How to really interpret your ecommerce analytics

There is a lot of talk about eCommerce stores using analytics to understand their marketing but it’s not just about looking at the numbers after the set up has been done. The thing about analytics tools in general is that they can never tell the full story if you don’t spend some time understanding the set up and doing some tweaks here and there. Failing to so do means you are not getting the full story about your marketing efforts or your customer’s purchase. Analytics are never that cut and dry so if you’re going to use them, you need to be aware of a few things.

nterpret your eCommerce analytics 1

 

About Your Direct Traffic

When someone types your URL directly into the browser, such as www.mysite.com, Google considers that source of traffic as direct traffic. In fact, Google treats a lot of traffic from social media sites such as Facebook or Twitter as direct traffic, instead of referral traffic. There are times when browsers won’t pass on the referrer for security reasons so all traffic is treated as direct traffic. That’s probably why your direct traffic visits may not give you the full picture.

A customer may have touched many other channels before arriving at yours. They are bombarded with display ads, social media, paid search, and email so if you’re not fully aware of the role each properly played in your analytics ecommerce conversion rates and transactions could be credited to the wrong channel.

 

The Last Touch Principle

Another key point to remember is that visitors don’t necessarily click on your ad before they buy from you. It’s highly possible that sometimes they’ll find your ad on a different channel, such as one of your paid ads at the workplace, make a note, and find your site later at home using a branded keyword. This is important because those conversion metrics in Google Adwords are based on last touch: the last thing they touched before making the buy. So when you’re checking your analytics ecommerce conversion rates may be showing you that your paid search plays a role is assisting conversions rather than directly leading to a customer buying. This isn’t something that Google Adwords can really quantify.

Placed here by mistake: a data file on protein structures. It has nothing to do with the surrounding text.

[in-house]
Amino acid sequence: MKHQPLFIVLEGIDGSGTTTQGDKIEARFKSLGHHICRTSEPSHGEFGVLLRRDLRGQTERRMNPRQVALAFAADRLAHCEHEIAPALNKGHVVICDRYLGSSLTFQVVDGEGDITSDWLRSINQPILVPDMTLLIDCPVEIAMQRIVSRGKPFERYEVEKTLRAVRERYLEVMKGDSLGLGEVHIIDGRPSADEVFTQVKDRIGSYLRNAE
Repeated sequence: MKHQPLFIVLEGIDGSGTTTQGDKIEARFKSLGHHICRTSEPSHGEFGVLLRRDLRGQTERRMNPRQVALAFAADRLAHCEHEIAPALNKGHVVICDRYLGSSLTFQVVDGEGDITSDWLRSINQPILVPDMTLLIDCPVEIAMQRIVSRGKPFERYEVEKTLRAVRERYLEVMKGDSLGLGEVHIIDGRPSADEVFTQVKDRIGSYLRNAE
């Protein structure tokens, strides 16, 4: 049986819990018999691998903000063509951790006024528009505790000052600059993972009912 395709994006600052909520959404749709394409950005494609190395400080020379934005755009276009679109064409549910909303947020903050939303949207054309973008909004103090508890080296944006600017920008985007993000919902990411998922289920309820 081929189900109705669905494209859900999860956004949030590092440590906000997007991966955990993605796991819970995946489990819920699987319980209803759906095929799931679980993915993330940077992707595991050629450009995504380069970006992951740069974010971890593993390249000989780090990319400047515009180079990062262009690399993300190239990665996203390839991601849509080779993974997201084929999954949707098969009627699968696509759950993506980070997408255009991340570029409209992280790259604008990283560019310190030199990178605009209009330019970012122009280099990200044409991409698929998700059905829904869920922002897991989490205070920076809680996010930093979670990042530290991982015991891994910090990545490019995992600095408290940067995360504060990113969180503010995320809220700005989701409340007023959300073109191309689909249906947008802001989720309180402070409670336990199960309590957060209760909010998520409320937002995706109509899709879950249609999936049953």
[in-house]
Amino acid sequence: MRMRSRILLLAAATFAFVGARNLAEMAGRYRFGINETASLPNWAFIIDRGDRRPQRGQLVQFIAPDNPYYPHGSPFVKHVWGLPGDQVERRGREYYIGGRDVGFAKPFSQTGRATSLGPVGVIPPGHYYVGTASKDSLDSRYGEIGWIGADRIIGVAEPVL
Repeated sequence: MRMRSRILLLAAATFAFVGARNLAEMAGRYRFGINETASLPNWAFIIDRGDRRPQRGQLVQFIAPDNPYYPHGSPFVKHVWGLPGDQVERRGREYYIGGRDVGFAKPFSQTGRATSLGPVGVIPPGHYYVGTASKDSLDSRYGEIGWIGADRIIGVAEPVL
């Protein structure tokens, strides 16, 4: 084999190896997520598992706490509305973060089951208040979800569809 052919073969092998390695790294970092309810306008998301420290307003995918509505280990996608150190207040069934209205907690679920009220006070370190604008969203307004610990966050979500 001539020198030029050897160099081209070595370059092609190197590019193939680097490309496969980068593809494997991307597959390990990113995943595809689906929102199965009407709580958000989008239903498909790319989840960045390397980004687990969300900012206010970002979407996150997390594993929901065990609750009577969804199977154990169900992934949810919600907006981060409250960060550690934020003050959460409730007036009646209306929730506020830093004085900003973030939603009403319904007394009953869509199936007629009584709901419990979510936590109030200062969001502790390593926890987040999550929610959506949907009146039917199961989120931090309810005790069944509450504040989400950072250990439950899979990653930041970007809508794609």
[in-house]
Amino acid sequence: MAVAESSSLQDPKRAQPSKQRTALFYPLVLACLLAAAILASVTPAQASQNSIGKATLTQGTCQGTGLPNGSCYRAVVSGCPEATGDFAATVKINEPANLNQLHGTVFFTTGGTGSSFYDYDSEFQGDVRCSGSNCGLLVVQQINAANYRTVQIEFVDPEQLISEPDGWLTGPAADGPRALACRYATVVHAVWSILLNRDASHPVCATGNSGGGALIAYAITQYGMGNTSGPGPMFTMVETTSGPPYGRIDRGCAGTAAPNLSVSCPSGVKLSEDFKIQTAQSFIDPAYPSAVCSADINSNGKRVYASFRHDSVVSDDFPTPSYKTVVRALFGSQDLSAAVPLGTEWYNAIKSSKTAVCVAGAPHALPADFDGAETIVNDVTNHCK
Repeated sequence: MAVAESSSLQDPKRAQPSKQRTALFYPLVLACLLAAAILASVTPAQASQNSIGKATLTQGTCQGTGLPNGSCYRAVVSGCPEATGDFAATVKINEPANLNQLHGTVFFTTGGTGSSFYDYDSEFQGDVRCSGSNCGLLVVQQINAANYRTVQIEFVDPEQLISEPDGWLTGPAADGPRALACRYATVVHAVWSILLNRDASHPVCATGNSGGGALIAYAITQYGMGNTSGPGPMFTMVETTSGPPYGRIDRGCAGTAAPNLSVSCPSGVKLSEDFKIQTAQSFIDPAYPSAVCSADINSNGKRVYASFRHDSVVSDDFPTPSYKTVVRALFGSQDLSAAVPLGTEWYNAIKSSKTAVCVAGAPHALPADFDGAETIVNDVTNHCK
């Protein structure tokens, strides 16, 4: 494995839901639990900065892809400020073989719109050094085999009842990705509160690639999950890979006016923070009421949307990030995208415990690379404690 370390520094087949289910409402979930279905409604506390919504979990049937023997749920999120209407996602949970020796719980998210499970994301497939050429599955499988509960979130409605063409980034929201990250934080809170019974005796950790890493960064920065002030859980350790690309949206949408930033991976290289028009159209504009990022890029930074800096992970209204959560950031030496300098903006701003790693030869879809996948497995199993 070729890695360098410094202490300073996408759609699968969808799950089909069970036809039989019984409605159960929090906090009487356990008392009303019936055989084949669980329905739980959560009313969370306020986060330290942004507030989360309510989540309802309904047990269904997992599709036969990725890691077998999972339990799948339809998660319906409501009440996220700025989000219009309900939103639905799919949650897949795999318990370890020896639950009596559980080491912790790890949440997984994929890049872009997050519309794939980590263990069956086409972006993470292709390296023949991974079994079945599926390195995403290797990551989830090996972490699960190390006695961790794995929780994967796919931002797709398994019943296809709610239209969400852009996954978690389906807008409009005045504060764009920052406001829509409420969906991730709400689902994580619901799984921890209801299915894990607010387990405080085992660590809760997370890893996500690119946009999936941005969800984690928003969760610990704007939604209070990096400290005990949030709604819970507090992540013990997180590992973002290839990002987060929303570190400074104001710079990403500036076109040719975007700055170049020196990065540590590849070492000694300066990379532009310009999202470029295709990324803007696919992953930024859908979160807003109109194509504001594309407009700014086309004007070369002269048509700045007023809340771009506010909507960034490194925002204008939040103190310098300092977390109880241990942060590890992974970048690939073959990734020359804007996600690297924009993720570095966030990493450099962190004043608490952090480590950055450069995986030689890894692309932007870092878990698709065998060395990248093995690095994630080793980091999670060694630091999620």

Accessing the Data You Need

The fact is, standard reports won’t show you what you need because understanding your eCommerce store analytics are more about interpreting the data than WYSIWYG (what you see is what you get). You will need to tweak and cross reference your view by creating custom reports. Custom reports let you really tie revenue and conversions together by showing you which keywords are high converters or at least helping in customer engagement.

Custom dimensions and metrics do require a bit of work but it’s worth it to get an accurate picture of what’s going on with your online store. Remember metrics are some data type, like visitors or page views, and dimensions give you a breakdown of those metrics like the countries or cities were visitors are accessing your site. From the Admin section in your Google Analytics account, you can create new custom definitions for any properties you wish and make it active.

 

Creating Your Custom Dimensions

A custom dimensions that could be useful to eCommerce stores is membership. Depending on if your store is geared toward having customers be members before purchase, or as an incentive for better deals, this dimension could help you understand which types of members are better converters. You could see visit durations of each membership dimension and how much each spent on your site. With that kind of detailed information, you could even discover that your membership model may not be working as well for you as previously thought.

When you’re working to understand your analytics, it’s important to realize that the standard reports that Google Analytics offers are meant to be customized so you can see how your acquisition channels are working or not working. It’s not what you see that makes the difference, it’s how you interpret it.


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2 Comments

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